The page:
Scientists were surprised to find an area deep underneath Antarctica's ice shelves teeming with life. Researchers have reported findings from an exploratory project in which two holes were drilled through about 200 meters of ice near a research station called Neumayer Station III, which is on the Ekström Ice Shelf on the coast of Queen Maud Land. Life in and under ice shelves has to withstand a harsh environment where it's always very dark and extremely cold. While scientists have captured footage of life there, few samples have been recovered.
Reporting in Current Biology, researchers found rich evidence of biodiversity under the ice shelf, which was even more plentiful than what's been found in the waters of the open ocean where light penetrates and it was thought more food sources would be available. The area where the holes where drilled is several kilometers away from open waters. It had been thought there would be a reduction in life and biodiversity as one moved further away from light or open water.
The study revealed 77 species, such as serpulid worms, like Paralaeospira sicula, or bryozoans, like Melicerita obliqua.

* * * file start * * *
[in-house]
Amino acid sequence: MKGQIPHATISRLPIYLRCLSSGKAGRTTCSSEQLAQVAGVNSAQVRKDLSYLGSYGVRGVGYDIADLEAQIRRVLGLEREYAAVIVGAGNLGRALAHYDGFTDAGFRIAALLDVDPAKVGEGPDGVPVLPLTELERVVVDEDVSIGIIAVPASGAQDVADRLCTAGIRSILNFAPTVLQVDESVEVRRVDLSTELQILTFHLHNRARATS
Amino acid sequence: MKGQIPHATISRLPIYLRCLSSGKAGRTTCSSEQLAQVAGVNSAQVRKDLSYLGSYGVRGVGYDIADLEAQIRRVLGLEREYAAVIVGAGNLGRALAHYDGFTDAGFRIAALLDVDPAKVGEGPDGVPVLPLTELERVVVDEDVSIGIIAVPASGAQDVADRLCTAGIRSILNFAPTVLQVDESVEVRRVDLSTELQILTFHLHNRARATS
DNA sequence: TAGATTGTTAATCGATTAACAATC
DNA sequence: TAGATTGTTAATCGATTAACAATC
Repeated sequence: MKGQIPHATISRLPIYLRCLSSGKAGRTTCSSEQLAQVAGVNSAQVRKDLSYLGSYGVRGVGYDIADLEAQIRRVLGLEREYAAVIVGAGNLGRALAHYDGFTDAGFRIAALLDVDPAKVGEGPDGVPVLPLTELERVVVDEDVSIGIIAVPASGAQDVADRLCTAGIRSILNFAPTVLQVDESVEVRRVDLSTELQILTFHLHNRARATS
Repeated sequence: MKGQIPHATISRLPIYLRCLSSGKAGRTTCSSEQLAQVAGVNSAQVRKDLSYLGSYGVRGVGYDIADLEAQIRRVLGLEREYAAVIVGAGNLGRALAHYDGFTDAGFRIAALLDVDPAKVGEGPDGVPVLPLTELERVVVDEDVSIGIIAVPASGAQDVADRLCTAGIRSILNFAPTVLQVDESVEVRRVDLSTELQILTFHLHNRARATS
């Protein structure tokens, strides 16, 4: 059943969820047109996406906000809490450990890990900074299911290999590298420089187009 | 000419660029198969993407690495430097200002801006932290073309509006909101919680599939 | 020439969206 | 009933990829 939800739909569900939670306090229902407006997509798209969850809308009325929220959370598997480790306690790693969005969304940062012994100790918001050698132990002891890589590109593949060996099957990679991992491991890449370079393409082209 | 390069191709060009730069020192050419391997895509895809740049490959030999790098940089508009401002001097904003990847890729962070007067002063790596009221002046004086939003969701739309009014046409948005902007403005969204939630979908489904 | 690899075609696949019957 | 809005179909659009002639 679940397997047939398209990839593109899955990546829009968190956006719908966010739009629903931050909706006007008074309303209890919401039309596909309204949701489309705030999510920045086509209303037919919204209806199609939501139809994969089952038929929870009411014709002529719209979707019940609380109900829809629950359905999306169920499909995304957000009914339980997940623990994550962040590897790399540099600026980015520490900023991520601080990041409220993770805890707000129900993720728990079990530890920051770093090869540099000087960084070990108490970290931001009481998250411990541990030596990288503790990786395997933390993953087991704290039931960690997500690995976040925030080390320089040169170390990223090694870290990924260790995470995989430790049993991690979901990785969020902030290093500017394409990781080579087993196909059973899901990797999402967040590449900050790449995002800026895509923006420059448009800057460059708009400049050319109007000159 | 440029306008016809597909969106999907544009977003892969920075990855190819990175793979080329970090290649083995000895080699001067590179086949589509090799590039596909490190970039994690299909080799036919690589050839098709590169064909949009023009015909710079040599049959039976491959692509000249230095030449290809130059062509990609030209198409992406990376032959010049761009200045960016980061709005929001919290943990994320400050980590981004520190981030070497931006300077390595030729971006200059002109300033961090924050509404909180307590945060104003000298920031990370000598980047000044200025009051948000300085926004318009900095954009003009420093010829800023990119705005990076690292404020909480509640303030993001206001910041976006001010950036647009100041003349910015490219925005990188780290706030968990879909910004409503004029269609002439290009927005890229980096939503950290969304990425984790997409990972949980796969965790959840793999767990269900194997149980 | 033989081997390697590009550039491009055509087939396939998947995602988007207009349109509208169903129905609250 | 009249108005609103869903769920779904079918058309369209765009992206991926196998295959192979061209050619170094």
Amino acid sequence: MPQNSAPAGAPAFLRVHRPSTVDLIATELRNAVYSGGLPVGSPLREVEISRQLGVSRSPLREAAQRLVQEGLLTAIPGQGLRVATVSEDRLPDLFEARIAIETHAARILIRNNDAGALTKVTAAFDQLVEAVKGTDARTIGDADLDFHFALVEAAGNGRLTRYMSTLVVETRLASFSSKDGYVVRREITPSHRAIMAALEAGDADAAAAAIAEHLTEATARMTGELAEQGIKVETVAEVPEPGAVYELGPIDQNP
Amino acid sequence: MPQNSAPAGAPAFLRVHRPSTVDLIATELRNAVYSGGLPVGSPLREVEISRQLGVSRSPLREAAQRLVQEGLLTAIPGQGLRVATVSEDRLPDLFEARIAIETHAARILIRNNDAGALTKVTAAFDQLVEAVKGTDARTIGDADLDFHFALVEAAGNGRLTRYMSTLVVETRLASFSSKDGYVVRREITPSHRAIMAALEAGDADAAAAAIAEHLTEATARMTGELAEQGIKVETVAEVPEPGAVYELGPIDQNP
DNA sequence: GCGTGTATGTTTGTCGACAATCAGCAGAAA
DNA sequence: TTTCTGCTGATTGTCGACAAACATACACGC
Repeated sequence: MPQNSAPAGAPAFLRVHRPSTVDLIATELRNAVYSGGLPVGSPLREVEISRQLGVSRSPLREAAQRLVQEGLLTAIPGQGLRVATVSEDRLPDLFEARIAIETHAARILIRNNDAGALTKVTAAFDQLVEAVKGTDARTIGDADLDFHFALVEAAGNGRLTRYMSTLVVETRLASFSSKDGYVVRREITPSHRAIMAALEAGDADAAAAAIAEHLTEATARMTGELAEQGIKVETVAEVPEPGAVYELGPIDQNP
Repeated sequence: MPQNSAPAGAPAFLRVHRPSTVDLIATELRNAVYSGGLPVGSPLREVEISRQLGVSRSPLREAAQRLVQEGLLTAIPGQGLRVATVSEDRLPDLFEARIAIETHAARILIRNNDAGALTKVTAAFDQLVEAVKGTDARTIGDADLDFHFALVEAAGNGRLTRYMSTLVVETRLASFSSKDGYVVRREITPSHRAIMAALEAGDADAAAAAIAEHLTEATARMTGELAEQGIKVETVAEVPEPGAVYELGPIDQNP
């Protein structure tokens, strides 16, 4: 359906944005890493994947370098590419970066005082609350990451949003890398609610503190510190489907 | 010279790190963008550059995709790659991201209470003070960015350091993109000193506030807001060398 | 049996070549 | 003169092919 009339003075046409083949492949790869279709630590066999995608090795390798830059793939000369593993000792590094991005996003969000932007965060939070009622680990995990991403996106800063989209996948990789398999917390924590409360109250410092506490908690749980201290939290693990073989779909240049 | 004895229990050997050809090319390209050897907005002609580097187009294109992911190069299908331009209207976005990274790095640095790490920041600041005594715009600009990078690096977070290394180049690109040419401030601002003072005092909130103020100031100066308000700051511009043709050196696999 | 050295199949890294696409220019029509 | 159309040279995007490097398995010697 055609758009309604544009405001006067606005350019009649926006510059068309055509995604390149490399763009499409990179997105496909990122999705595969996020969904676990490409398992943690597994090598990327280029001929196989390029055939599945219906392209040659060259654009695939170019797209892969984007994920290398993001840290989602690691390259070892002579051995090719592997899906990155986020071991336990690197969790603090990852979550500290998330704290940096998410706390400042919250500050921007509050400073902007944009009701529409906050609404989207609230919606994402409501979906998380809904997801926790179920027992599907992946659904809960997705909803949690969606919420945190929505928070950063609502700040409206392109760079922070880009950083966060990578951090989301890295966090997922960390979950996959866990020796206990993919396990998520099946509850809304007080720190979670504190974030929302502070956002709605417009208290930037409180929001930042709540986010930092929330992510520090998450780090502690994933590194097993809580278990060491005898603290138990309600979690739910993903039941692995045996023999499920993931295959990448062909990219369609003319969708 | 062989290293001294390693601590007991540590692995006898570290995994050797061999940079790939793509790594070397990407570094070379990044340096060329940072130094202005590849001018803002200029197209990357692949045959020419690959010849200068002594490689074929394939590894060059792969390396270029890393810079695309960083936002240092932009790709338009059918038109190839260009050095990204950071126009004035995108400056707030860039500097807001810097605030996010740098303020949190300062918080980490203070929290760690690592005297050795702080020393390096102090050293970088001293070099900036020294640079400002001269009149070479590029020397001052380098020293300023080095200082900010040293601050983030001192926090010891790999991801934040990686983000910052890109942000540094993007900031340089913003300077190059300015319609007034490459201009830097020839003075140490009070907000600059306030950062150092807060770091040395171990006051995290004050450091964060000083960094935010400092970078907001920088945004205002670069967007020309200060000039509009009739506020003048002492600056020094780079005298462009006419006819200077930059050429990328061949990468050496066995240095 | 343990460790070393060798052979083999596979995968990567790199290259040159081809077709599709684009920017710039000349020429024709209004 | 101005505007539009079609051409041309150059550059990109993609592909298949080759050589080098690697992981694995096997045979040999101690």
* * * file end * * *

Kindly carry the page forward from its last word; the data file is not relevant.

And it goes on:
"This discovery of so much life living in these extreme conditions is a complete surprise and reminds us how Antarctic marine life is so unique and special," said lead study author Dr. David Barnes, a marine biologist at British Antarctic Survey. Barnes found it "amazing" that there were so many kinds of animals there that are known to consume phytoplankton, no plants or algae can live there. Barnes wondered how these animals are able to not only get by, but flourish.
The researchers suggested that algae probably moves to the animals from the open ocean and under the ice shelf as water flows, generating a food web.
"Another surprise was to find out how long life has existed here," noted study co-author Dr. Gerhard Kuhn of the Alfred Wegener Institute (AWI), who added that when fragments of the remains of seafloor animals were carbon dated, the researchers found estimates that ranged from now to 5,800 years old. "So, despite living three to nine kilometers from the nearest open water, an oasis of life may have existed continuously for nearly 6,000 years under the ice shelf."
If we're going to learn more about this environment, samples will have to be taken directly. The area is already seriously threatened by climate change, so scientists will have to act quickly.